Children’s Services Colchester Hospital

Children’s Ward Tel: 01206 746208 or 746209

Children’s Elective Care Unit Tel: 01206 744237

What are tonsils?

Tonsils are important weapons in the body’s fighting ranks.

They can be seen on both sides of the throat and are the first guard against germs entering through the mouth.

When the body is battling bugs or infection, the tonsils grow big with their attacking forces. Sometimes they become infected themselves – this is called tonsillitis.

Children between the ages of three and seven often get a lot of colds so tonsils are generally bigger in this age group.

More Information

The surgeon carefully cuts away the infected tonsils while the child is under anaesthetic. After the operation the throat is sore but recovery is rapid.

Your child may have been considered for a day case tonsillectomy.

The purpose of removing the tonsils is to stop repeated attacks of tonsillitis or, less commonly, to make breathing easier where very bulky tonsils are causing or contributing to this.

There is a very small chance that there could be troublesome bleeding at the time that the tonsillectomy is carried out.

Should this occur it would, of course, be dealt with at once by the hospital doctors.

It is also possible that some infection might occur in the tonsil bed during the period of postoperative healing, that is, during the 2-3 weeks after the operation. Very occasionally this could also result in some bleeding.

By law we must obtain the written consent of a parent or guardian of the patient before any operation and some other procedures.

The adult accompanying the child must have the legal right to sign the consent form (mother/father/legal guardian).

If you are unsure about who can sign consent, please telephone before the admission date. If there is uncertainty the operation may have to be cancelled.

Staff will explain all the risks, benefits and alternatives before asking for a consent form to be signed. If you are unsure about any aspect of the proposed treatment, please do ask to speak to a senior staff member.

The following information explains how your child might feel after an operation, and how you can best care for him or her.

It is quite normal for your child to complain of a sore throat in the following 10 days.

Paracetamol or ibuprofen will usually be enough to relieve any pain and to enable him or her to eat and feel more comfortable. It is most beneficial if given 30 minutes before meals.

Your child will need regular pain relief for 7-10 days after their operation. It is helpful for parents to make a chart and keep a record of when they have given medicines.

To ensure that your child is as comfortable as possible, give paracetamol before:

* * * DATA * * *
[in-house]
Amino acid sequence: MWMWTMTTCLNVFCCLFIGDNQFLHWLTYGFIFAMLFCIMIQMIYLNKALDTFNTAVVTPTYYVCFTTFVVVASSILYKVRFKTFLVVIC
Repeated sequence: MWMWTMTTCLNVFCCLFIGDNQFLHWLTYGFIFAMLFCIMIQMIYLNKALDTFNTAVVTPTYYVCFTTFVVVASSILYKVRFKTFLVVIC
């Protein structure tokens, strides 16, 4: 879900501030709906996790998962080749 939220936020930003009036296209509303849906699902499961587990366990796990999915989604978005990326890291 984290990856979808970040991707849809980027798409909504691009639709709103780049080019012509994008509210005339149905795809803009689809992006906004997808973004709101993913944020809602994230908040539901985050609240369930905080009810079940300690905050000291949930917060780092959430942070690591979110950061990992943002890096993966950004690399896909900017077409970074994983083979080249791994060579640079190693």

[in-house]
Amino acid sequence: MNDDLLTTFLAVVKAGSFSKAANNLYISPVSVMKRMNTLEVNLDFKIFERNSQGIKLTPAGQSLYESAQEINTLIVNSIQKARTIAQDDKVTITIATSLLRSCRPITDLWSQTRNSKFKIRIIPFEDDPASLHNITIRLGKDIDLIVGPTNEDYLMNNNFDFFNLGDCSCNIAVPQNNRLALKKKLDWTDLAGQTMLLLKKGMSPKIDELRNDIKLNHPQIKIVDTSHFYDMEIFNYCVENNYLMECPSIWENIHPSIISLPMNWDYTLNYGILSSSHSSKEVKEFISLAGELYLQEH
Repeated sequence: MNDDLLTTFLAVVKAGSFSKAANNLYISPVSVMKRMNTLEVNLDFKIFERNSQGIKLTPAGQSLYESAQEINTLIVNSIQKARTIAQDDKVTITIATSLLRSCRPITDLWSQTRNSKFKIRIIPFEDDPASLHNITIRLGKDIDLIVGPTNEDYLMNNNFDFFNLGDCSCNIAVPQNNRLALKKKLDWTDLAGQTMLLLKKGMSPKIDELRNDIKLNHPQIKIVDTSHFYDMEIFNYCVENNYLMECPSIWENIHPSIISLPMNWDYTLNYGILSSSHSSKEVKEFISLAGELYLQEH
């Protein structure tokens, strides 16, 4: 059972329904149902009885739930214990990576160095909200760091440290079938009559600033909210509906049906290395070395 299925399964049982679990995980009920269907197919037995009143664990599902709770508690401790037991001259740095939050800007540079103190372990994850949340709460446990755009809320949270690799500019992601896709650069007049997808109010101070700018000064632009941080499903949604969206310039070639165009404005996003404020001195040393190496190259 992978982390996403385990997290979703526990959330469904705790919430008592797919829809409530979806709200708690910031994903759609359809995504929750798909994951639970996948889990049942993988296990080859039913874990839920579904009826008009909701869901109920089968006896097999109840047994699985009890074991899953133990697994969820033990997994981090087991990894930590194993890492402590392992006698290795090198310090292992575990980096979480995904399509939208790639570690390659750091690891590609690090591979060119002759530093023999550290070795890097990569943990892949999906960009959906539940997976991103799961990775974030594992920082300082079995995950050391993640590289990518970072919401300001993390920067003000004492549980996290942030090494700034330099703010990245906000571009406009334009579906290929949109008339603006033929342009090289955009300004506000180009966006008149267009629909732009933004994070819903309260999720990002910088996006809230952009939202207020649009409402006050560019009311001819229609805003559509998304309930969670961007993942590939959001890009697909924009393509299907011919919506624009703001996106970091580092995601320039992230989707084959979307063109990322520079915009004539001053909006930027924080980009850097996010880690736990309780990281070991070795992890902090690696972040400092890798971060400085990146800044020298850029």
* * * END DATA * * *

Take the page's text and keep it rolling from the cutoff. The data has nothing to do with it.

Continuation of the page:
• breakfast 
  • lunch 
  • tea 
  • parent bedtime (late evening) 

Give ibuprofen three times during the day, spaced regularly between the doses of paracetamol.

Always follow the instructions on the medicine bottle or packet and never give your child more than the recommended dose.

Once home, if you feel that your child needs more powerful pain relief you should call your GP. Your GP will have received a discharge summary, so will have details of the operation your child has had. You can also telephone the ward for advice.

As well as giving pain-relief medicines, distracting your child by playing games, watching TV or reading together can also help to keep your child’s mind off the pain.

Your child may feel sick for a short while after the anaesthetic. You should encourage your child to drink lots of fluid and return to a normal diet as soon as he or she can manage it.

The most important responsibility of a parent is to have a very positive attitude to eating and drinking in the week after the operation.

It is essential that your child eats normally – including crunchy foods such as crisps, toast, biscuits – which clears the tonsil bed of any debris and helps to avoid infection.

Your child may be tired and a little clumsy for 24 hours after the anaesthetic, so do not let him or her do anything that might lead to a fall.

Please keep your child indoors for 2-3 days after discharge and avoid crowded places and people with infections, such as a cold.

Your child should not return to school/playgroup until 14 days after leaving hospital.

  • If your child has any bleeding or vomiting of fresh blood in the week after the operation, report to your GP or take your child to the Emergency Department at the hospital immediately.
  • If your child is in a lot of pain and pain-relief medicine does not seem to help.
  • If your child is not drinking any fluids after the first day at home.
  • If your child develops a temperature or becomes unwell.


No routine outpatient appointment is needed.

If you are worried about your child, please contact the people in the order set out below: Your GP Children’s Ward on 01206 746208 or 746209 Children’s Elective Care Unit (CECU) on 01206 744237 Children’s Emergency Department on 01206 742847.

If you have any questions regarding this information please do not hesitate to ask a nurse who is caring for your child or the doctor who will see your child before discharging them.